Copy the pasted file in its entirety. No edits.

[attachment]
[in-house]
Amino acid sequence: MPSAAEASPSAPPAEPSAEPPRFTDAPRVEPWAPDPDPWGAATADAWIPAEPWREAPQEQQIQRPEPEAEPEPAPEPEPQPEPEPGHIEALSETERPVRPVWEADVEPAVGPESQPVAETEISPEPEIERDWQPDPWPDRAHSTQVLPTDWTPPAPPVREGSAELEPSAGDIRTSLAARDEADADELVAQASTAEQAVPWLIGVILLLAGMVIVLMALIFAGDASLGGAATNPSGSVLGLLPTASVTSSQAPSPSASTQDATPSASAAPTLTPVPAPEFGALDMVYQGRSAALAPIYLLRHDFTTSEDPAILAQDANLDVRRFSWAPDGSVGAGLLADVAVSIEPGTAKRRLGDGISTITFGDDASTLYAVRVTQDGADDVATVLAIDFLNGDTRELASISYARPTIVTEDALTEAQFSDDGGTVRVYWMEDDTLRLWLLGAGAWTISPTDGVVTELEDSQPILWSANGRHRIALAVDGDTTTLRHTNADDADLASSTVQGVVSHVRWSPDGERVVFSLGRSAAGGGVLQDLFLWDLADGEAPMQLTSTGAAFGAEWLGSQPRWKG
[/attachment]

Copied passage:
[in-house]
Amino acid sequence: MPSAAEASPSAPPAEPSAEPPRFTDAPRVEPWAPDPDPWGAATADAWIPAEPWREAPQEQQIQRPEPEAEPEPAPEPEPQPEPEPGHIEALSETERPVRPVWEADVEPAVGPESQPVAETEISPEPEIERDWQPDPWPDRAHSTQVLPTDWTPPAPPVREGSAELEPSAGDIRTSLAARDEADADELVAQASTAEQAVPWLIGVILLLAGMVIVLMALIFAGDASLGGAATNPSGSVLGLLPTASVTSSQAPSPSASTQDATPSASAAPTLTPVPAPEFGALDMVYQGRSAALAPIYLLRHDFTTSEDPAILAQDANLDVRRFSWAPDGSVGAGLLADVAVSIEPGTAKRRLGDGISTITFGDDASTLYAVRVTQDGADDVATVLAIDFLNGDTRELASISYARPTIVTEDALTEAQFSDDGGTVRVYWMEDDTLRLWLLGAGAWTISPTDGVVTELEDSQPILWSANGRHRIALAVDGDTTTLRHTNADDADLASSTVQGVVSHVRWSPDGERVVFSLGRSAAGGGVLQDLFLWDLADGEAPMQLTSTGAAFGAEWLGSQPRWKG